Intel Launches ‘The Escape’ – A YouTube First

June 16th, 2011

Intel today launched “The Escape,” an immersive, entertaining thriller which allows its YouTube audience to take part in the adventure. “The Escape” integrates YouTube, interactivity and social networking into a single seamless experience for the first time.

Inspired by Intel’s earlier film, “The Chase,” “The Escape” breaks through YouTube’s third wall and makes the audience the hero, remotely piloting drones and brawling with assailants to assist the film’s femme fatale in her mission.

Discussing the video, Stephanie Gan, regional manager of advertising and digital programs for Intel Asia Pacific, said: “We wanted to connect with consumers in a personal, engaging and interactive way while demonstrating the visual capabilities of the 2nd Generation Intel Core processor family. While YouTube offered the perfect stage for creating this experience, it was important to make some of the interactions social with Facebook integration.”

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The Hierarchy Of Digital Distractions

March 25th, 2011

This article was first published in ClickZ Asia where we contribute content.

Anyone who has studied basic marketing or psychology would have come across Maslow’s (in)famous Hierarchy of Needs “Brand Gap“.

Whilst somewhat controversial and lacking in academic rigour, it has provided a useful starting framework for marketers to understand consumer motivations.

But with the theory now over 60 years old, it doesn’t take into account the massive impact of the Internet on everyday life. It’s time to update this old chestnut for the 21st century. As no one else seems to have claimed this particular version, I’d like to cheekily introduce you to Eric’s Hierarchy of Digital Distractions.

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Why HK needs to be bowled over

February 22nd, 2011

This article was originally published at Campaignasia.com, where we contribute blog content.

It’s been quite a month. We’re still eight days out from the end of February, and we’ve seen – in no particular order – the digital generation toppling Egypt’s autocratic regime, the collapse of Borders (the bookshop, not the lines in the sand), and the surprise announcement of a new Radiohead album.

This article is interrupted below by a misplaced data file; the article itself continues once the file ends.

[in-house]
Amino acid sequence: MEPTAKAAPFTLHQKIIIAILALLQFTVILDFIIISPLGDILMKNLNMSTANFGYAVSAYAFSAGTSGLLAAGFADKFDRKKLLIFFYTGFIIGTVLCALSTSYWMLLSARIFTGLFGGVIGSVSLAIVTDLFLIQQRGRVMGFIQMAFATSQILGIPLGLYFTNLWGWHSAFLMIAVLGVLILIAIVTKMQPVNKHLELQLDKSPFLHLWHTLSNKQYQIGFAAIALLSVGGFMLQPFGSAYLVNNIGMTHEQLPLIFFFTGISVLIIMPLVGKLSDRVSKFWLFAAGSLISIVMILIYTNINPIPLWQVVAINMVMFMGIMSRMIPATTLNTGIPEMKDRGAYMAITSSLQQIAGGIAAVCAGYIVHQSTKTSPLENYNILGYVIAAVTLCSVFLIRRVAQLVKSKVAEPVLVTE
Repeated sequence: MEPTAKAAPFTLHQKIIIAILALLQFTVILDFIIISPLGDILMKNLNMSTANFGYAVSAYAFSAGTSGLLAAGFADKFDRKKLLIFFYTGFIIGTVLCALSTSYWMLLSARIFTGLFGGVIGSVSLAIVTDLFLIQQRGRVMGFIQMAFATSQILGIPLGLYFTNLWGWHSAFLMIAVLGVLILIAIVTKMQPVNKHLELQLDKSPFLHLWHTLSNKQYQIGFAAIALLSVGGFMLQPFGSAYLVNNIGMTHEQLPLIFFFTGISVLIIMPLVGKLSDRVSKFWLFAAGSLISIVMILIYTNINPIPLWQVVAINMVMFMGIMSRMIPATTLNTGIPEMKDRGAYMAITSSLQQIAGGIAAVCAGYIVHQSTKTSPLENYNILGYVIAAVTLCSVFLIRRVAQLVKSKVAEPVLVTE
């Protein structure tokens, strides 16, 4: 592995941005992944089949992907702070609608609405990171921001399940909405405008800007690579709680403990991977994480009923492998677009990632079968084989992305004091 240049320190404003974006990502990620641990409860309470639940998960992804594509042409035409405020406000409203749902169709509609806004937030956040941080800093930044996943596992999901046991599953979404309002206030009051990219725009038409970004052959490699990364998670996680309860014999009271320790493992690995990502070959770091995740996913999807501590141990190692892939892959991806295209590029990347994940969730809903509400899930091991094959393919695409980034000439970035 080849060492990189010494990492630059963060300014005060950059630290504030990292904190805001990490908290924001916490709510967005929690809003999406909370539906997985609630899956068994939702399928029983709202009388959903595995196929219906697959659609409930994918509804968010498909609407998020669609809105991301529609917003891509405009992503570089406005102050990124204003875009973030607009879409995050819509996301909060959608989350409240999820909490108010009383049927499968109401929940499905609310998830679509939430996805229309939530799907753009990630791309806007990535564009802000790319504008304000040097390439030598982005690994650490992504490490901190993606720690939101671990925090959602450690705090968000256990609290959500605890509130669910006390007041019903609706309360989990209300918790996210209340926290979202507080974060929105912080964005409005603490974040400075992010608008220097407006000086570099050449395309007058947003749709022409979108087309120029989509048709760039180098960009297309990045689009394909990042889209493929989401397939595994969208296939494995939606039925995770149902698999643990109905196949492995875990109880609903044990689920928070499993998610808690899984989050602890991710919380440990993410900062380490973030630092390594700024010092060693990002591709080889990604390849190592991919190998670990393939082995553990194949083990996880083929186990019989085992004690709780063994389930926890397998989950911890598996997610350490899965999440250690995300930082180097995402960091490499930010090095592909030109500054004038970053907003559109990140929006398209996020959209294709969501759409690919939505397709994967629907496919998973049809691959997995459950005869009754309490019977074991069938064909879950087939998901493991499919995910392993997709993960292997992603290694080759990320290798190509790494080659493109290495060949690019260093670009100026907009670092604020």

And, in case you missed it,  there was the Super Bowl.

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Calling James Cameron

January 28th, 2011

This article was originally published at Campaignasia.com, where we contribute blog content.

It’s that time of year. As entry deadlines for the major award shows loom closer, agency creatives are madly nipping and tucking their award entry videos to perfection.Some of these videos will showcase stunning creative work. Some will feature rubbish. And some of them will look so epic, the video itself will outshine the work being showcased.

Think of this last type as the Avatar of award videos – big-budget orgies of animation and special effects that would make James Cameron proud. (Next thing you know, they’ll be shot in 3D.)

As the old joke goes, “if there was an award for award entry videos, this would get gold.”

You often can’t help but marvel at these masterpieces of visual hyperbole, even when the work they depict is about as good as Cameron’s first film, Piranha 2: Flying Killers.

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